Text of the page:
More than four million HIV-positive people now receiving life-saving treatment
30 September 2009Joint press release issued by WHO, UNAIDS and UNICEF
Geneva / Paris -- More than 4 million people in low- and middle-income countries were receiving antiretroviral therapy (ART) at the close of 2008, representing a 36% increase in one year and a ten-fold increase over five years, according to a new report released today by the World Health Organization (WHO), the United Nations Children's Fund (UNICEF) and the Joint United Nations Programme on HIV/AIDS (UNAIDS).
Towards Universal Access: Scaling Up Priority HIV/AIDS Interventions in the Health Sector highlights other gains, including expanded HIV testing and counselling and improved access to services to prevent HIV transmission from mother to child.
"This report shows tremendous progress in the global HIV/AIDS response," said WHO Director-General Margaret Chan. "But we need to do more. At least 5 million people living with HIV still do not have access to life-prolonging treatment and care. Prevention services fail to reach many in need. Governments and international partners must accelerate their efforts to achieve universal access to treatment."
Treatment and Care
Access to antiretroviral therapy continues to expand at a rapid rate. Of the estimated 9.5 million people in need of treatment in 2008 in low- and middle-income countries, 42% had access, up from 33% in 2007. The greatest progress was seen in sub-Saharan Africa, where two-thirds of all HIV infections occur.
Prices of the most commonly used antiretroviral drugs have declined significantly in recent years, contributing to wider availability of treatment. The cost of most first-line regimens decreased by 10-40% between 2006 and 2008. However, second-line regimens continue to be expensive.
Despite recent progress, access to treatment services is falling far short of need and the global economic crisis has raised concerns about their sustainability. Many patients are being diagnosed at a late stage of disease progression resulting in delayed initiation of ART and high rates of mortality in the first year of treatment.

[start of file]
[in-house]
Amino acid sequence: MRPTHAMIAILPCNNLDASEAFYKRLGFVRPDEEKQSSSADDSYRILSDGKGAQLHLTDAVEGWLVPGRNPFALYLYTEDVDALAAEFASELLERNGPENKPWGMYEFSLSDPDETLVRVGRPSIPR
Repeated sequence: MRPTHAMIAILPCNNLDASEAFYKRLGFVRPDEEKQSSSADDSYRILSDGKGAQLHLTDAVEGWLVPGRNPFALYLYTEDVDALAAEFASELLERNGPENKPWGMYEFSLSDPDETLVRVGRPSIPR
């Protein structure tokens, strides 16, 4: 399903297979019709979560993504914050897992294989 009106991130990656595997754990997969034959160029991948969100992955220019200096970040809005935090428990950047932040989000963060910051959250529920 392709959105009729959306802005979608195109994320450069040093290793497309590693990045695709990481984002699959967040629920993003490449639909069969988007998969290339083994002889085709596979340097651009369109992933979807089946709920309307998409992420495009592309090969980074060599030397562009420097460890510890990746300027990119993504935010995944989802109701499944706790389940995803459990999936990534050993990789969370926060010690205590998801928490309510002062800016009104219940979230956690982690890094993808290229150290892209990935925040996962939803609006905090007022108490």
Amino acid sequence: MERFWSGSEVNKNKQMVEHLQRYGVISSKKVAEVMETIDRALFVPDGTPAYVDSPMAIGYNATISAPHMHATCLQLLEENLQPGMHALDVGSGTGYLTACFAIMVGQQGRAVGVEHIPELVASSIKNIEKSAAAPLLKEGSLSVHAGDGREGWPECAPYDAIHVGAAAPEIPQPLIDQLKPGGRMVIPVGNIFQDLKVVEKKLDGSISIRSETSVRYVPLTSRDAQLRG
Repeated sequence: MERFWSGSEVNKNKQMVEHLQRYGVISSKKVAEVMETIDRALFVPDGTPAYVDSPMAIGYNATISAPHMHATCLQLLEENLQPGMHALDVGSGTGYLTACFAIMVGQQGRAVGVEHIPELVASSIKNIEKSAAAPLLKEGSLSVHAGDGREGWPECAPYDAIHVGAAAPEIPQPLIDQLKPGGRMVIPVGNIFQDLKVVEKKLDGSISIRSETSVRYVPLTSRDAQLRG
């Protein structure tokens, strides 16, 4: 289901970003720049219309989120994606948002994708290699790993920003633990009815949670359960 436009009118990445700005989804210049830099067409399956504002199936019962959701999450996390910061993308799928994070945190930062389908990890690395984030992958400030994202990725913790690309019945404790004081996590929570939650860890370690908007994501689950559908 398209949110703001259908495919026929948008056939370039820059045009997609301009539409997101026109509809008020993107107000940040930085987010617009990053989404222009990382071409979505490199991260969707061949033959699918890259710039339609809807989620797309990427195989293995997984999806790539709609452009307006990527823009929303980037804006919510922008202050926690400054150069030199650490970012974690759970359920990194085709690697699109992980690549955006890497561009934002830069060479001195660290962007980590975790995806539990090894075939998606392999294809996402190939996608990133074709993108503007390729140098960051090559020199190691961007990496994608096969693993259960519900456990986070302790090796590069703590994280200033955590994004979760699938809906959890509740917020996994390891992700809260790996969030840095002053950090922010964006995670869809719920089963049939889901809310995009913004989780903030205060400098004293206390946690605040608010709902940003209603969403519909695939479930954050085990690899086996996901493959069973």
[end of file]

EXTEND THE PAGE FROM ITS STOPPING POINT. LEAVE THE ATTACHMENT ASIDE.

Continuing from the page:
Testing and Counselling
Recent data indicate increasing availability of HIV testing and counselling services. In 66 reporting countries, the number of health facilities providing such services increased by about 35% between 2007 and 2008.
Testing and counselling services are also being used by an increasing number of people. In 39 countries, the total reported number of HIV tests performed more than doubled between 2007 and 2008.
Ninety-three percent of all countries that reported data across all regions provided free HIV testing through public sector health facilities in 2008.
Nevertheless, the majority of those living with HIV remain unaware of their HIV status. Low awareness of personal risk of HIV infection and fear of stigma and discrimination account, in part, for low uptake of testing services.
Women and Children
In 2008, access to HIV services for women and children improved. Approximately 45% of HIV-positive pregnant women received antiretroviral drugs to prevent HIV transmission to their children, up from 35% in 2007. Some 21% of pregnant women in low- and middle-income countries received an HIV test, up from 15% in 2007.
More children are benefiting from paediatric antiretroviral therapy programmes: the number of children under 15 years of age who received ART rose from approximately 198 000 in 2007 to 275 700 in 2008, reaching 38% of those in need.
Globally, AIDS remains the leading cause of mortality among women of reproductive age.
"Although there is increasing emphasis on women and children in the global HIV/AIDS response, the disease continues to have a devastating impact on their health, livelihood and survival," said Ann M. Veneman, UNICEF Executive Director.
In 2008, more data became available on access to HIV services for populations at high risk of HIV infection, including sex workers, men who have sex with men and injecting drug users.
While HIV interventions are expanding in some settings, population groups at high risk of HIV infection continue to face technical, legal and sociocultural barriers in accessing health care services.
"All indications point to the number of people needing treatment rising dramatically over the next few years," said Michel Sidibé, Executive Director of UNAIDS. "Ensuring equitable access will be one of our primary concerns and UNAIDS will continue to act as a voice for the voiceless, ensuring that marginalized groups and people most vulnerable to HIV infection have access to the services that are so vital to their wellbeing and to that of their families and communities."
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